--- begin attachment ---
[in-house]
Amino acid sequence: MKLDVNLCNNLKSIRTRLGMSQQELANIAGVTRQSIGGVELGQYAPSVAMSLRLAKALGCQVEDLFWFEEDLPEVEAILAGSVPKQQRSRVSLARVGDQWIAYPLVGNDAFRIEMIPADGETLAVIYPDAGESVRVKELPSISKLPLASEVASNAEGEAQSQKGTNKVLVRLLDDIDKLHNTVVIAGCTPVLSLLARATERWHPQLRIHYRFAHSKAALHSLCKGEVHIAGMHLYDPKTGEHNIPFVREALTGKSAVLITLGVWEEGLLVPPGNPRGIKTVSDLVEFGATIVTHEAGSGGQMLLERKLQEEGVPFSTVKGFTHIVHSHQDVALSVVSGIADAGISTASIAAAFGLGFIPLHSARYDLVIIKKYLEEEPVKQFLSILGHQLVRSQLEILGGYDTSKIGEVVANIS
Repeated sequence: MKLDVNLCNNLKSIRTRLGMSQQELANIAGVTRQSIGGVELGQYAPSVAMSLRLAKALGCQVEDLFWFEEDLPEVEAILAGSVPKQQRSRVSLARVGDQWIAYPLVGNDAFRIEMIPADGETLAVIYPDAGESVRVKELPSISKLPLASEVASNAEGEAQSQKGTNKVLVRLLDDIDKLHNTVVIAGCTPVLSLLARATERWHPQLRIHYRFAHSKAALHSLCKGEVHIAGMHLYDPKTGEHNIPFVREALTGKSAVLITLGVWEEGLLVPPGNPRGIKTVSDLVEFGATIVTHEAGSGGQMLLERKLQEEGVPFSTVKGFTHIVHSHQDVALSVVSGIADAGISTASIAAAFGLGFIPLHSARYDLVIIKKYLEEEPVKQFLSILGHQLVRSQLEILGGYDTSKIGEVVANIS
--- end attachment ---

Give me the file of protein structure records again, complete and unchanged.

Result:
[in-house]
Amino acid sequence: MKLDVNLCNNLKSIRTRLGMSQQELANIAGVTRQSIGGVELGQYAPSVAMSLRLAKALGCQVEDLFWFEEDLPEVEAILAGSVPKQQRSRVSLARVGDQWIAYPLVGNDAFRIEMIPADGETLAVIYPDAGESVRVKELPSISKLPLASEVASNAEGEAQSQKGTNKVLVRLLDDIDKLHNTVVIAGCTPVLSLLARATERWHPQLRIHYRFAHSKAALHSLCKGEVHIAGMHLYDPKTGEHNIPFVREALTGKSAVLITLGVWEEGLLVPPGNPRGIKTVSDLVEFGATIVTHEAGSGGQMLLERKLQEEGVPFSTVKGFTHIVHSHQDVALSVVSGIADAGISTASIAAAFGLGFIPLHSARYDLVIIKKYLEEEPVKQFLSILGHQLVRSQLEILGGYDTSKIGEVVANIS
Repeated sequence: MKLDVNLCNNLKSIRTRLGMSQQELANIAGVTRQSIGGVELGQYAPSVAMSLRLAKALGCQVEDLFWFEEDLPEVEAILAGSVPKQQRSRVSLARVGDQWIAYPLVGNDAFRIEMIPADGETLAVIYPDAGESVRVKELPSISKLPLASEVASNAEGEAQSQKGTNKVLVRLLDDIDKLHNTVVIAGCTPVLSLLARATERWHPQLRIHYRFAHSKAALHSLCKGEVHIAGMHLYDPKTGEHNIPFVREALTGKSAVLITLGVWEEGLLVPPGNPRGIKTVSDLVEFGATIVTHEAGSGGQMLLERKLQEEGVPFSTVKGFTHIVHSHQDVALSVVSGIADAGISTASIAAAFGLGFIPLHSARYDLVIIKKYLEEEPVKQFLSILGHQLVRSQLEILGGYDTSKIGEVVANIS